Why Are Identical Twins More Likely to Faint than Their Fraternal Counterparts?

By Anthony Smith on August 7, 2012 2:01 PM EDT

Twins
Twins. (Photo: Flickr.com/EralPhemalia)

If you're the proud parent of identical twins, you may also want to be the proud owner of identical helmets.

According to an analysis of a new study undertaken by Neurology, the industry leader and golden standard for all science findings related to the field of brain study, identical twins are conclusively more inclined to bouts of fainting than their fraternal counterparts.

And before you go dismissing the margin of difference as negligible, you may want to keep reading. Said identical twins are, on average, twice as likely to faint than fraternal twins. it's proof of a genetic predisposition towards fainting here.

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But the big question here is, of course, "Why the heck does this happen?"

"The twins study has revealed that the complex causes of fainting are both genetic and environmental," said Sam Berkovic, the author of the study and a Department of Medicine professor at the University of Melbourne. According to his findings, doctors who have debated on the mechanics behind fainting have been divided on whether or not the strange circumstance is caused by either the patient's environments or hir genetics, or some combination of both.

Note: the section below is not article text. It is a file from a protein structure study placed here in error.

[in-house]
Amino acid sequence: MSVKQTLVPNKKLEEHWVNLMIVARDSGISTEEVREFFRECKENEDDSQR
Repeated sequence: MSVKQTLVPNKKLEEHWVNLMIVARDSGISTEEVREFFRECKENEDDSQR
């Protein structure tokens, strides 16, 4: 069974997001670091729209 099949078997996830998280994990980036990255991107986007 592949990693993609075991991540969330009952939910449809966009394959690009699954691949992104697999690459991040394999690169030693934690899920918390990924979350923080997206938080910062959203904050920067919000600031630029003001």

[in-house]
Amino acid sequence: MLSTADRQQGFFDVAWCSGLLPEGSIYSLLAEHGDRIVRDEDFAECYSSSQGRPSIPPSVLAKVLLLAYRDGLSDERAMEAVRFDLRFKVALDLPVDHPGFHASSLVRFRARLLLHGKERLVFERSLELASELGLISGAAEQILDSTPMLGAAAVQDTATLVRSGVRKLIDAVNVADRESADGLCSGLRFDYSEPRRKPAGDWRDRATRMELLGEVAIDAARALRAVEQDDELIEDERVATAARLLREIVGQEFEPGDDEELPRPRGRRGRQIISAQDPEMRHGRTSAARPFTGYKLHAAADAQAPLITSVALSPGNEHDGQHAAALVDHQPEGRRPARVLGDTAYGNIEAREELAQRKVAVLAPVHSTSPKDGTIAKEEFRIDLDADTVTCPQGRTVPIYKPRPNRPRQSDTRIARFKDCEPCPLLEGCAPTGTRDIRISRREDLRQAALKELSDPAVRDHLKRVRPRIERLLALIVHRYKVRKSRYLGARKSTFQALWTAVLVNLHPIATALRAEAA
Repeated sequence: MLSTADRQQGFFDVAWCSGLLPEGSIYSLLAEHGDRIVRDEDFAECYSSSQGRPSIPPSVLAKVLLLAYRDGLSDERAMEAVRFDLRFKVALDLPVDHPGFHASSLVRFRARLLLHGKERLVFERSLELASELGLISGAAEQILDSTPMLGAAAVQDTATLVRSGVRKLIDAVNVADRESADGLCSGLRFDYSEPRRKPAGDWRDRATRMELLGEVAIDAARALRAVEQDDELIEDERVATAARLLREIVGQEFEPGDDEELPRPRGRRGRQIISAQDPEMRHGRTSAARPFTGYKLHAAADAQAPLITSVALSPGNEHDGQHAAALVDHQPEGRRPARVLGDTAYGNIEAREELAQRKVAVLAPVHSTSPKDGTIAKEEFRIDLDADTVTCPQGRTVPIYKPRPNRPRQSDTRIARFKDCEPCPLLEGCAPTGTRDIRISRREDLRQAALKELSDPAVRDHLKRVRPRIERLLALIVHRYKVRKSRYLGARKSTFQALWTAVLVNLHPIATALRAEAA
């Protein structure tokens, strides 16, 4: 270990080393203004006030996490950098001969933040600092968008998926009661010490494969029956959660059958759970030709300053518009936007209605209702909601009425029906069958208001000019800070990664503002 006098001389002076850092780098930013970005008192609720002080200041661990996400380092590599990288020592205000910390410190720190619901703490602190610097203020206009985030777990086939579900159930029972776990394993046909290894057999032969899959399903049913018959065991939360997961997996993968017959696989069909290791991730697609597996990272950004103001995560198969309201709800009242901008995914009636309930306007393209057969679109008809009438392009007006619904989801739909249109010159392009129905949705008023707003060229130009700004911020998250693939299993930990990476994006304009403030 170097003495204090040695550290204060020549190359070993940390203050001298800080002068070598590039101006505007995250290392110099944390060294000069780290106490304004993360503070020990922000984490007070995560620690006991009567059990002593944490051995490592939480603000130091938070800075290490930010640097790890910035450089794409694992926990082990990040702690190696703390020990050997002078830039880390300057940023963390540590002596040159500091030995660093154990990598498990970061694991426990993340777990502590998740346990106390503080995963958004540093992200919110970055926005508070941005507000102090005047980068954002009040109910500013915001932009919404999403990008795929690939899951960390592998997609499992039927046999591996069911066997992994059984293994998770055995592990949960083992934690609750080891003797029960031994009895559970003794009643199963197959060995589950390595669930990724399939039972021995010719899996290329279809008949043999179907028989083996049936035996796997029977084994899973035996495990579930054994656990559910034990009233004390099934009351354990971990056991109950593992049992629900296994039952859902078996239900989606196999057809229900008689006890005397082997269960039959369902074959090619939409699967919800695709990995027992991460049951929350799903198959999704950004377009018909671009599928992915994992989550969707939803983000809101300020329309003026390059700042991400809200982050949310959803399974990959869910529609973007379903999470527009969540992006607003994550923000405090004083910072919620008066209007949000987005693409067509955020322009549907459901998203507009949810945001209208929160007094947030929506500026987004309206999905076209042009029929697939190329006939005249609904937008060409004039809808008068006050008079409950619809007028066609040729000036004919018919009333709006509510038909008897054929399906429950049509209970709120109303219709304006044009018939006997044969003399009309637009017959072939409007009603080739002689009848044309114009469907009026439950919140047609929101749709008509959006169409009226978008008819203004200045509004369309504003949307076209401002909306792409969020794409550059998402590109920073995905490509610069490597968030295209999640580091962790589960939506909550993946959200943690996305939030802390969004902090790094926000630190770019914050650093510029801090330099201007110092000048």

This new study may provide healthcare providers new hope in treating and getting to the bottom of this fainting "epidemic" that afflicts, according to Melbourne, approximately one-fourth the population of identical twins. Prof Berkovic continued, "More information about the genetic and environmental mechanisms behind the conditions will improve treatments for those who suffer frequent fainting attacks as well as improving diagnosis."

Vasovogal syncope, more romantically referred to as fainting, is caused by certain triggers such as stress, the sight of blood, or high anxiety. It includes, but is not limited to, blackouts and dizziness; it shouldn't be confused with epilepsy, in spite of having the same symptoms. Since identical twins, defined by their sharing the same genome, usually grow up in a shared environment with their sibling, it will be hard for scientists to determine which of the two factors is stronger here.

© 2012 iScience Times All rights reserved. Do not reproduce without permission.

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